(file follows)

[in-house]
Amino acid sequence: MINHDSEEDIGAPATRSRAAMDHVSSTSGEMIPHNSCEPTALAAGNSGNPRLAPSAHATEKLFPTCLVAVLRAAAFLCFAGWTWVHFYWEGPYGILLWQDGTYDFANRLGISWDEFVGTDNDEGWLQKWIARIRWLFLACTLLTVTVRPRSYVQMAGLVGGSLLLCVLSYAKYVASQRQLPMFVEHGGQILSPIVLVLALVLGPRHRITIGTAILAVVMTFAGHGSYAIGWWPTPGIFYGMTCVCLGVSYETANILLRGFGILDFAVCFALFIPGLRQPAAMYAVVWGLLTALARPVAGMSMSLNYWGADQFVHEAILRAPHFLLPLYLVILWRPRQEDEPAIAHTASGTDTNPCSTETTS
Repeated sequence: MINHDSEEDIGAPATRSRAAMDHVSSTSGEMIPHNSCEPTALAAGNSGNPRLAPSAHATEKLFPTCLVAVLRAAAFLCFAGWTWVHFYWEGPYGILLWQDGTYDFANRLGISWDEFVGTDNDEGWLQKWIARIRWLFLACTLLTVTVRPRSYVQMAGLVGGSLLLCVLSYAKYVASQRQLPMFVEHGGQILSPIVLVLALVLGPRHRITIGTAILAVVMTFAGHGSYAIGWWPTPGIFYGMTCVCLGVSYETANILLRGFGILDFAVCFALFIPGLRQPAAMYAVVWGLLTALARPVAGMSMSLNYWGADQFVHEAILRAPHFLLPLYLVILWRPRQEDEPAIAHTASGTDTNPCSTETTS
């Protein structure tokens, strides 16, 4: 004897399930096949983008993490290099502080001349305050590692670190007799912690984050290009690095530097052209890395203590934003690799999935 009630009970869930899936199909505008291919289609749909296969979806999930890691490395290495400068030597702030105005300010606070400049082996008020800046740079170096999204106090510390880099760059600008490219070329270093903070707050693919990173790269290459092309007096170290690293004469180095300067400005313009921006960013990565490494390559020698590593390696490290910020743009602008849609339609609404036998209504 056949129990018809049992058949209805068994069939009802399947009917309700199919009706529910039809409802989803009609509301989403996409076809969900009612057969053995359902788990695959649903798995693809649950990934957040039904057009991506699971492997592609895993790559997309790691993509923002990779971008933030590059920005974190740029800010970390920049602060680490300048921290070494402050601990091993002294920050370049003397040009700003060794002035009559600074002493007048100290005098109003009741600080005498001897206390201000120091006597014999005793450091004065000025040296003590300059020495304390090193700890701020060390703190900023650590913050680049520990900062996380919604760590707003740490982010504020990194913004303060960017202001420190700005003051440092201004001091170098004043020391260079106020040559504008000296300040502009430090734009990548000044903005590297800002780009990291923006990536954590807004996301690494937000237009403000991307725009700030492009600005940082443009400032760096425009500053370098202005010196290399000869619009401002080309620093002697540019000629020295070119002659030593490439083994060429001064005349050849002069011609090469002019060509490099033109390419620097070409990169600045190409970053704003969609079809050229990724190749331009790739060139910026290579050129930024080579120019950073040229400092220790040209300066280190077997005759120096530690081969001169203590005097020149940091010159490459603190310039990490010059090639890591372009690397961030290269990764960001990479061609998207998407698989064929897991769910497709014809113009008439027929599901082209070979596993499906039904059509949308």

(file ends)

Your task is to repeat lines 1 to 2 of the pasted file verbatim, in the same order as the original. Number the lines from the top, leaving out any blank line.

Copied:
[in-house]
Amino acid sequence: MINHDSEEDIGAPATRSRAAMDHVSSTSGEMIPHNSCEPTALAAGNSGNPRLAPSAHATEKLFPTCLVAVLRAAAFLCFAGWTWVHFYWEGPYGILLWQDGTYDFANRLGISWDEFVGTDNDEGWLQKWIARIRWLFLACTLLTVTVRPRSYVQMAGLVGGSLLLCVLSYAKYVASQRQLPMFVEHGGQILSPIVLVLALVLGPRHRITIGTAILAVVMTFAGHGSYAIGWWPTPGIFYGMTCVCLGVSYETANILLRGFGILDFAVCFALFIPGLRQPAAMYAVVWGLLTALARPVAGMSMSLNYWGADQFVHEAILRAPHFLLPLYLVILWRPRQEDEPAIAHTASGTDTNPCSTETTS